I have a mantra about this holiday. Thanksgiving: all food, no pressure. It’s the best holiday of the year, the one where everything stops, and the feast begins. The one where everyone goes around the table and says what they’re thankful for. And don’t we have so much to be thankful for?
But it’s also at this time of year that I start to feel guilty and ashamed of how much I complain. If only I was more grateful, then I could be content. Maybe today I should write out a list of 100 things I’m grateful for to really force myself to be a better person. No, 1,000 things! Maybe tomorrow I’ll post that list on my bathroom mirror, so I just don’t forget. No complaining this week! It’s Thanksgiving! Get it together, Claire.
But I’m starting to realize something. The more I try to be thankful, the harder it becomes.
Each of us was born with an unbridled ability to rejoice. Have you ever seen a video of a baby laughing hysterically at something adults would consider completely normal? Have you ever seen fully grown adults cheering wildly for their team who just scored? We were created as vessels of overflowing joy. Great Thanksgiving takes no effort: it comes naturally.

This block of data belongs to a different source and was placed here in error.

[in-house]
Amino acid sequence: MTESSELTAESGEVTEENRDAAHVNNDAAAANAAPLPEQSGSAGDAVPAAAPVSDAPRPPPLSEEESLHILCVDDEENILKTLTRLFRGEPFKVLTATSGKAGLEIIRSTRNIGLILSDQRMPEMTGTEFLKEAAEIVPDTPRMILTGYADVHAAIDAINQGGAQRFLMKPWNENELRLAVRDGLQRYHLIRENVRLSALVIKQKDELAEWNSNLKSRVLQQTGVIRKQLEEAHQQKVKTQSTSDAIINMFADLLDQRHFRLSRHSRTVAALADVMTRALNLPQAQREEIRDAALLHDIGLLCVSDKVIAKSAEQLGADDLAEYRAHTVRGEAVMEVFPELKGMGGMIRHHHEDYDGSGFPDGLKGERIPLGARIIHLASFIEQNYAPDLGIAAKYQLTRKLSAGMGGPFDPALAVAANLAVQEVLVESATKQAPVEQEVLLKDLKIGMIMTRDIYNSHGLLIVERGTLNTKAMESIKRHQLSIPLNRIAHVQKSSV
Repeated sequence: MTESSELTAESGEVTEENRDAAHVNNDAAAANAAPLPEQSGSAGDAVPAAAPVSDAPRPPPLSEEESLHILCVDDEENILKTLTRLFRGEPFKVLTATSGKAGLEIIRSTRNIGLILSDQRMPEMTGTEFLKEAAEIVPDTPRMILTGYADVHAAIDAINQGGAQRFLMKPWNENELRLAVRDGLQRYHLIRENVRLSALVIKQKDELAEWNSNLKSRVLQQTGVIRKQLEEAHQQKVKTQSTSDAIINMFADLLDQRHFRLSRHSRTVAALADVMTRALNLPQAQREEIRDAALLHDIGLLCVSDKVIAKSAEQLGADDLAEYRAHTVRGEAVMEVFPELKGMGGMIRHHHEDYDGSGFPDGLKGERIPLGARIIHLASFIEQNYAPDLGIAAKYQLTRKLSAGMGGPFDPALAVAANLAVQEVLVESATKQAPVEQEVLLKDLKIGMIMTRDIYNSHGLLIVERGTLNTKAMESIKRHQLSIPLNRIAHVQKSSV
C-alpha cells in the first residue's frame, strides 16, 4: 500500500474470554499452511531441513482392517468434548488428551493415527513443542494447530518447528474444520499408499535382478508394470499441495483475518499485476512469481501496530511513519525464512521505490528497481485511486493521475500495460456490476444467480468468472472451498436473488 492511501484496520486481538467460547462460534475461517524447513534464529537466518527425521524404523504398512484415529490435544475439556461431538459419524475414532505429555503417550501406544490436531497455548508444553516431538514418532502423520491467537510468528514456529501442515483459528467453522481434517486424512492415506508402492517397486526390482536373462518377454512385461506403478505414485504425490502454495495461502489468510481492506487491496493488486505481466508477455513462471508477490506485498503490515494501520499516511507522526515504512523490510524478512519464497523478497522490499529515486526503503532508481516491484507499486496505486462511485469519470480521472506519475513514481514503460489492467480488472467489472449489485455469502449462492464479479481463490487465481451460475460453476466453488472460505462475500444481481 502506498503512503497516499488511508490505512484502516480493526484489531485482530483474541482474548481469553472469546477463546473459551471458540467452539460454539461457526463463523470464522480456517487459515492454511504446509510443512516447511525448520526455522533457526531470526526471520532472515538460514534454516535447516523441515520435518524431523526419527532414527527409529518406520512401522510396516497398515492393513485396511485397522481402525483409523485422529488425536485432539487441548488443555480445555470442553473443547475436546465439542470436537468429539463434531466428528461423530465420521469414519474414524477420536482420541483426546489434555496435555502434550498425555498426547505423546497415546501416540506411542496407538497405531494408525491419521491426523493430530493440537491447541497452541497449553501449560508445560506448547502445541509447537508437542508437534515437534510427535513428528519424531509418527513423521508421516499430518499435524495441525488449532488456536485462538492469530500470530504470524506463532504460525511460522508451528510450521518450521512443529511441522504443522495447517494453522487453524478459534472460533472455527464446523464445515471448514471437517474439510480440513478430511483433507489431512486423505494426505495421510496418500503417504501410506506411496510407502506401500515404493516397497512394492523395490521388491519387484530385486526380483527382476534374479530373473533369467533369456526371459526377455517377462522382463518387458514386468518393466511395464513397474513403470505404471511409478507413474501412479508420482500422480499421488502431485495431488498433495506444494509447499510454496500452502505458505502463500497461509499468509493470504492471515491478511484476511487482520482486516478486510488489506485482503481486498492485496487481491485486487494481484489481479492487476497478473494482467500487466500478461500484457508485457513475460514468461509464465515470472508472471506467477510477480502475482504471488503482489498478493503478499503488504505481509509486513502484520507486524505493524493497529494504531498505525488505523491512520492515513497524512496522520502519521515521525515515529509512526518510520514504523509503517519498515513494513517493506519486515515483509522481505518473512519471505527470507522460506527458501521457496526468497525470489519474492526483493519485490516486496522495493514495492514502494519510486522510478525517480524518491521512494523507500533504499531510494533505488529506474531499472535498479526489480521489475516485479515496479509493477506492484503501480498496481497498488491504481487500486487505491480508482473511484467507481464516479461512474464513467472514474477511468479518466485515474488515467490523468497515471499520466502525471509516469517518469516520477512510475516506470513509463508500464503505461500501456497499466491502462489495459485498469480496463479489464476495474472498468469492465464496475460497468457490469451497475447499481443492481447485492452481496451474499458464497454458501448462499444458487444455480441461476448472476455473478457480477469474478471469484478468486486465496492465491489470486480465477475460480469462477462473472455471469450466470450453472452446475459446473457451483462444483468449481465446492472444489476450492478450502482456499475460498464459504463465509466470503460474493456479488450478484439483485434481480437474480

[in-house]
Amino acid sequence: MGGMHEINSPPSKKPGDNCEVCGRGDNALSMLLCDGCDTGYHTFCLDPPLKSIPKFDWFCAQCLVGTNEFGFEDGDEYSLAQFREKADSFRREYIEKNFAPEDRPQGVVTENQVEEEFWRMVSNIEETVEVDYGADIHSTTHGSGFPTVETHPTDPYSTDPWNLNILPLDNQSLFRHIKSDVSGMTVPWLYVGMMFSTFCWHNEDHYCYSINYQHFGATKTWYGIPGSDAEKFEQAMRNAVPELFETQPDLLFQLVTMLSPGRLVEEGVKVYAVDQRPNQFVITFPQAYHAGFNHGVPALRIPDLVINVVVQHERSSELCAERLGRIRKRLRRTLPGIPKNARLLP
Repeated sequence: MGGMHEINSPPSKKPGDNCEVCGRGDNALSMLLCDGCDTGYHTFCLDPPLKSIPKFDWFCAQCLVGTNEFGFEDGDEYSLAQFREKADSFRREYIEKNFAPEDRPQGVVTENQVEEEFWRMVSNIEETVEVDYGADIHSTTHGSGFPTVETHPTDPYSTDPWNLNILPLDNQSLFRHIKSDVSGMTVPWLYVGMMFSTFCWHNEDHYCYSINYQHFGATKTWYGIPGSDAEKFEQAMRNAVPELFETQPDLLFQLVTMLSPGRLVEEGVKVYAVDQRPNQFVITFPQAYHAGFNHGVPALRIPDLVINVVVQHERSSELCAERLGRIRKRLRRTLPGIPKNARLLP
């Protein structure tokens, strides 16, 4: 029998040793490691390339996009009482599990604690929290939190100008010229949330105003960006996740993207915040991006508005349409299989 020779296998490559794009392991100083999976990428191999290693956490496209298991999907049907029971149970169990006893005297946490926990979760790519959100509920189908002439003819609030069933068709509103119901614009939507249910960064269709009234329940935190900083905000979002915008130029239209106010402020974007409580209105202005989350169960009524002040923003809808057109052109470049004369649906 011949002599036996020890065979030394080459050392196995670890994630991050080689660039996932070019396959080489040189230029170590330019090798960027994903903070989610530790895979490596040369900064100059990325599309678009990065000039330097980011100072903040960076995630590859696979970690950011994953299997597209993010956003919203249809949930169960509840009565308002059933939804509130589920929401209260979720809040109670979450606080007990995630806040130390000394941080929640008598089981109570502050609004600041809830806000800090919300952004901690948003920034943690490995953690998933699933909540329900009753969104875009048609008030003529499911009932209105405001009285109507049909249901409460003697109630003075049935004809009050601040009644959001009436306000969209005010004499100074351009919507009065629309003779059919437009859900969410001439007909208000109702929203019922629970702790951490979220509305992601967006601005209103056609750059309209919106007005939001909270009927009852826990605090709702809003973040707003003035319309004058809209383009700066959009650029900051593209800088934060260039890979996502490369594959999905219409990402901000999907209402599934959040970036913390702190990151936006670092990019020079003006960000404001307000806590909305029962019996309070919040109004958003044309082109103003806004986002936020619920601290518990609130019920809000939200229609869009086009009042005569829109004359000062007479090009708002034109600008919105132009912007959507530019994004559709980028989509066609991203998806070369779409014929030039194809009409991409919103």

So why now does thanksgiving feel so foreign? Why does so much seem to get in my way of a grateful attitude? Yesterday, Midtown’s pastor Randy Draughn explained something that I just have to share because it touched me so profoundly.
When we try to be thankful… our list starts to look like this: “I’m so thankful for my job, my health, my family, my friends, my house, my food…” But the problem with staking all of our Thanks upon those things is that those things change. My job might be great one day, but what happens when I get laid off? My health might be okay today, but what happens when all the sudden it’s not? My family is good right now, but what about tomorrow, when they get on my nerves again?
These lists are temporary, circumstantial, relative, and malleable. So when they change, so does my attitude. No wonder my Thanksgiving only lasts one day a year. I need to stop trying to make myself more thankful for the circumstances of my life. It’s like trying to force myself to grow a little taller.
But there is a place where the well of gratitude is full and overflowing (and never-ending). When we step nearer to Jesus, thanksgiving is unstoppable. When I see my Creator, my gratitude is natural, easy, and true. It’s like he turns on the fire hose of thanksgiving within us, and steps back to watch it spray out everywhere, all over the place.
So this Thanksgiving, I’m not making a list. I’m not going to try harder. I’m just going to try and step closer to my Jesus, and watch what he does to my heart.